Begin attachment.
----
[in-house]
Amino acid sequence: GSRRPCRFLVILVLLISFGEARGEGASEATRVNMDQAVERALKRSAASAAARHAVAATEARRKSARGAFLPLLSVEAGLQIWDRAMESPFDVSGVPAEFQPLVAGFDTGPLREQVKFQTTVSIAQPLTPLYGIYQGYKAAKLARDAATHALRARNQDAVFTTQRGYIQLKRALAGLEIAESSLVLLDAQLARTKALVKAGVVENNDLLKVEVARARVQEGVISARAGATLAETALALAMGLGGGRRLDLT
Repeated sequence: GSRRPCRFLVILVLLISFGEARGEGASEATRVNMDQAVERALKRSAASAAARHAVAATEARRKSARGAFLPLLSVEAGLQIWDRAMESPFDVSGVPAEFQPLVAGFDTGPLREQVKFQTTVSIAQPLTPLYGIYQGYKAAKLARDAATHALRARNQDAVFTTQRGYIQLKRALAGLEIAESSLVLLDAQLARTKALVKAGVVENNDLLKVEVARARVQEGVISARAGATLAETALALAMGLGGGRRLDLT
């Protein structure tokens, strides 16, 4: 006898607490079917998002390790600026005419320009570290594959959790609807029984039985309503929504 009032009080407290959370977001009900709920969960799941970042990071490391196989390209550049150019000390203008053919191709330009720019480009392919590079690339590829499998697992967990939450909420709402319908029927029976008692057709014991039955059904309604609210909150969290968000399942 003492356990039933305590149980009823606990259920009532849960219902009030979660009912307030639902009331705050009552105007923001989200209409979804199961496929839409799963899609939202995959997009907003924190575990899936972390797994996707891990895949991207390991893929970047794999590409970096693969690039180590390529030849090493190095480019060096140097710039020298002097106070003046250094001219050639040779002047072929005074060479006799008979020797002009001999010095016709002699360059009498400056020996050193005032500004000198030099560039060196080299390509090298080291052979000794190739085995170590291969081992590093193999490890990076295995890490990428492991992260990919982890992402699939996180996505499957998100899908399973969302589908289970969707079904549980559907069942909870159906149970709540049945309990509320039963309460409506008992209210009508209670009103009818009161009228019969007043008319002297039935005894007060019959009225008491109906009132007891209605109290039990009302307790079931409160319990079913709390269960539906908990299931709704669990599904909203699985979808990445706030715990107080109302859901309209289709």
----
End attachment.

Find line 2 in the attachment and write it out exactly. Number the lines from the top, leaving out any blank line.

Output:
Amino acid sequence: GSRRPCRFLVILVLLISFGEARGEGASEATRVNMDQAVERALKRSAASAAARHAVAATEARRKSARGAFLPLLSVEAGLQIWDRAMESPFDVSGVPAEFQPLVAGFDTGPLREQVKFQTTVSIAQPLTPLYGIYQGYKAAKLARDAATHALRARNQDAVFTTQRGYIQLKRALAGLEIAESSLVLLDAQLARTKALVKAGVVENNDLLKVEVARARVQEGVISARAGATLAETALALAMGLGGGRRLDLT